Post by alawyer2018 » Thu Aug 20, 2020 8:09 am

You should ask,but someone with less than at least 10 years of experience being promoted to EQUITY partner at a V30 would be the extremely rare exception, and not the rule, particularly for a litigation attorney.

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Re: Signs I will make partner?

Post by Anonymous User » Thu Aug 20, 2020 8:50 am

alawyer2018 wrote:
Thu Aug 20, 2020 8:09 am
You should ask,but someone with less than at least 10 years of experience being promoted to EQUITY partner at a V30 would be the extremely rare exception, and not the rule, particularly for a litigation attorney.
Point taken. But what happens then at firms that don’t have a junior/non equity partner position? The more I think about it, the more I think my firm might sometimes use counsel/of counsel as a holding ground in these circumstances.

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Re: Signs I will make partner?

Post by alawyer2018 » Thu Aug 20, 2020 9:29 am

I think the situation that Monochromatic Oeuvre described in his post above re: toiling away for $400K - $600K indefinitely is becoming more of the norm, particularly for litigation attorneys in Big Law. If you stick it out 15+ years, then maybe equity partner is a possibility, but chances of equity partner are becoming increasingly slim. It's not enough to be an excellent litigator. In order to justify being paid $1M+, you need to be an excellent attorney + a book of business (or the strong prospects of generating significant business in the future) + support of key partners in your group/firm to achieve that promotion. At least, that's how I think it is at most Big Law firms, again, particularly for litigators.

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Re: Signs I will make partner?

Post by Anonymous User » Thu Aug 20, 2020 11:21 am

alawyer2018 wrote:
Thu Aug 20, 2020 9:29 am
I think the situation that Monochromatic Oeuvre described in his post above re: toiling away for $400K - $600K indefinitely is becoming more of the norm, particularly for litigation attorneys in Big Law. If you stick it out 15+ years, then maybe equity partner is a possibility, but chances of equity partner are becoming increasingly slim. It's not enough to be an excellent litigator. In order to justify being paid $1M+, you need to be an excellent attorney + a book of business (or the strong prospects of generating significant business in the future) + support of key partners in your group/firm to achieve that promotion. At least, that's how I think it is at most Big Law firms, again, particularly for litigators.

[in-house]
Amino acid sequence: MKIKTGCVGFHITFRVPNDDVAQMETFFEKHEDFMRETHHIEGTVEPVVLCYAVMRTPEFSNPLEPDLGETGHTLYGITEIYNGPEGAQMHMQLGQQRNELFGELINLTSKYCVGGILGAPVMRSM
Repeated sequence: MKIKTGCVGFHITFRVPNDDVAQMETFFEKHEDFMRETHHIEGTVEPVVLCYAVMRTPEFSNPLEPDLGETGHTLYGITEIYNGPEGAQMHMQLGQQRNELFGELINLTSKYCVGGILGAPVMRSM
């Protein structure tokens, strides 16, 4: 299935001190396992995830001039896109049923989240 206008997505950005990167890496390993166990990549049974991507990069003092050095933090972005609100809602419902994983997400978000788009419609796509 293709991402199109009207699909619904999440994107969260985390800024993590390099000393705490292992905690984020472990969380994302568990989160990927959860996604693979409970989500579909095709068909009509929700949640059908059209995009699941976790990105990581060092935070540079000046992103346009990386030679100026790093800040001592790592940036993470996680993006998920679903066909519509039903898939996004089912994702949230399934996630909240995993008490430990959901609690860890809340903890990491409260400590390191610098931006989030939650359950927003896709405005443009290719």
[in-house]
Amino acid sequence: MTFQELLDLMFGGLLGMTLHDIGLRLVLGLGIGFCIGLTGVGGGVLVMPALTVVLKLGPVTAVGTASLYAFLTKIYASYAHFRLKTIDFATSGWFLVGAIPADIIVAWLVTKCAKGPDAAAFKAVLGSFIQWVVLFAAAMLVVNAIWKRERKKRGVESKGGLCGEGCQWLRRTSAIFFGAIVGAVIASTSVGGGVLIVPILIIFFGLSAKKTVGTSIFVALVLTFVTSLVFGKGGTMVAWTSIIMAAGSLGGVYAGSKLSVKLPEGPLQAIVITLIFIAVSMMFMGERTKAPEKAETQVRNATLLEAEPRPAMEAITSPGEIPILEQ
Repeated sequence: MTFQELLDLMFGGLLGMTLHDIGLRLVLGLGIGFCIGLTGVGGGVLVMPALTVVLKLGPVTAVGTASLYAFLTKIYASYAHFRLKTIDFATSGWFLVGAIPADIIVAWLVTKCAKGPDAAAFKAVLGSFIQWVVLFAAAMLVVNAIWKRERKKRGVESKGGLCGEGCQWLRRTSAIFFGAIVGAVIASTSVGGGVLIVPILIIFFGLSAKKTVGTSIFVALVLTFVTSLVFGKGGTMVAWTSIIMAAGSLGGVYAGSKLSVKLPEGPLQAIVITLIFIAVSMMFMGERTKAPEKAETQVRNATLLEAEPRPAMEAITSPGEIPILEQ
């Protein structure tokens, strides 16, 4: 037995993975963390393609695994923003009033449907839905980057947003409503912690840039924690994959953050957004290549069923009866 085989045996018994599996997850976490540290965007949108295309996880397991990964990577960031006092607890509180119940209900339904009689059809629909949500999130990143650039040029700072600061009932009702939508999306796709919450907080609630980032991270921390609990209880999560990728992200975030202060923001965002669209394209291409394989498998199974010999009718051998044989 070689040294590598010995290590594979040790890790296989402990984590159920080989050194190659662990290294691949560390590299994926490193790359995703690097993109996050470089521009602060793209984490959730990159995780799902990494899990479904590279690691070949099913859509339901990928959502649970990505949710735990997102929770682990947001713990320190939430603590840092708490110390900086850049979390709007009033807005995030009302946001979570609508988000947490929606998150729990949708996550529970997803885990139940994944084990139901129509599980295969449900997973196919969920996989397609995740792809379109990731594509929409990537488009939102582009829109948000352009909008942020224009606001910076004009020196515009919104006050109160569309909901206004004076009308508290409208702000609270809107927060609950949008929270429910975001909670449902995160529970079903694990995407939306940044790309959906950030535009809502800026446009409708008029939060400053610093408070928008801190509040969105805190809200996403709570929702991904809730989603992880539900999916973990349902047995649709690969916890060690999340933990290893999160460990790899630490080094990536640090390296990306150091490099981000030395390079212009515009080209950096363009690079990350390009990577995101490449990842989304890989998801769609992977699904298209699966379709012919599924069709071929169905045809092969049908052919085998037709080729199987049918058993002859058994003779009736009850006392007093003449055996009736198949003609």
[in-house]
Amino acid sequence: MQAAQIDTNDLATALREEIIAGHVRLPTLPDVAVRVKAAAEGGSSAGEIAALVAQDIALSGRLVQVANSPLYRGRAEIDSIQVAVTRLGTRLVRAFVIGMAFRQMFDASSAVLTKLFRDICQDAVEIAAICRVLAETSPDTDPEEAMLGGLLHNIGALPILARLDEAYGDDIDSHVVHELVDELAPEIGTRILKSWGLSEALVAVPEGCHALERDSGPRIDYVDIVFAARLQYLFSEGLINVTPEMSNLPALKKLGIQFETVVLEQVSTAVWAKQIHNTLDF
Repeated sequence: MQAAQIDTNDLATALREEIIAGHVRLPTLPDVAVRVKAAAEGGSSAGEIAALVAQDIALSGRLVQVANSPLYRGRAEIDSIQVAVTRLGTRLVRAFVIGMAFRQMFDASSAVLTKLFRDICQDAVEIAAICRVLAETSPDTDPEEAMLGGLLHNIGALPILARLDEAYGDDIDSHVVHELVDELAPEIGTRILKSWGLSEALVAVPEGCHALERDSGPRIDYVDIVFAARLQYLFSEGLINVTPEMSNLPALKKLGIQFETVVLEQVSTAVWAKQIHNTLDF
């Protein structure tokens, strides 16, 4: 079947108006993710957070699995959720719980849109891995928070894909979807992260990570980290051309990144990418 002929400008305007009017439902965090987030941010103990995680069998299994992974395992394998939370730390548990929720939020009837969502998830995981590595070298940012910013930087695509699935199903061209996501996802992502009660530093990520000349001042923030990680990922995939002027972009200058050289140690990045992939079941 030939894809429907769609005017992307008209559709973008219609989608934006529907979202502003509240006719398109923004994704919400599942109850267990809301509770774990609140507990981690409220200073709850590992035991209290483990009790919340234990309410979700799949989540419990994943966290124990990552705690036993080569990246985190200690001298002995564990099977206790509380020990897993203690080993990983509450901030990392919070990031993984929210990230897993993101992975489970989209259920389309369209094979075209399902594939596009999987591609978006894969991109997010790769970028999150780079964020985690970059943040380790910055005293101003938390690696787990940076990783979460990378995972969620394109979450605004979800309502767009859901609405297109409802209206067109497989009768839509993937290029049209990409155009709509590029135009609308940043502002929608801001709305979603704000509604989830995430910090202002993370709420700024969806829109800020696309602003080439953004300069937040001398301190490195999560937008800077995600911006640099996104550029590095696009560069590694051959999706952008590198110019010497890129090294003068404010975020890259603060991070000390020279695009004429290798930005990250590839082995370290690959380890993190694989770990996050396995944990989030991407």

I think this is a very important point that is not often discussed on these forums. Anon, because the following is the result of extensive talks with equity partners at my firm on making equity either there or elsewhere.

To become a non-equity partner anywhere, you're not going to need a book of business, and it's going to be an option after 6 (Kirkland), 7 (McDermott), or 8 (everyone else)* years at the vast majority of shops if you're a very good associate (and sometimes just even a high biller).

* I'm sure I'm missing some other pre-8 non-equity partnership tracks/early birds before everyone freaks out on me for forgetting X, Y, and Z.

For equity, you either (1) definitely will not need a book of business or (2) will need to show you have a high likelihood to develop a big book (if you don't have one already). If you land in (1) or (2) will depend on your practice group.

(1) If you do M&A/Bankruptcy/Capital Markets/Litigation/a few other practices, you might not need a book of business, but it has to be pretty clear that you've made significant client contacts and that you're very likely to be a player in the space. You're running big transactions/cases essentially independently, and there is an idea that new/existing clients are going to start coming to YOU specifically to run future transactions/cases for them. If it doesn't look like you're going to be generating some origination in the near future, you're not getting equity in the traditional rainmaking practices. If you are pulling in some origination though, you could make equity between 8-10 years. Eight is pretty insane in the current climate (outside of Wachtell/Cravath), but I've seen it done in V50 rainmaking groups.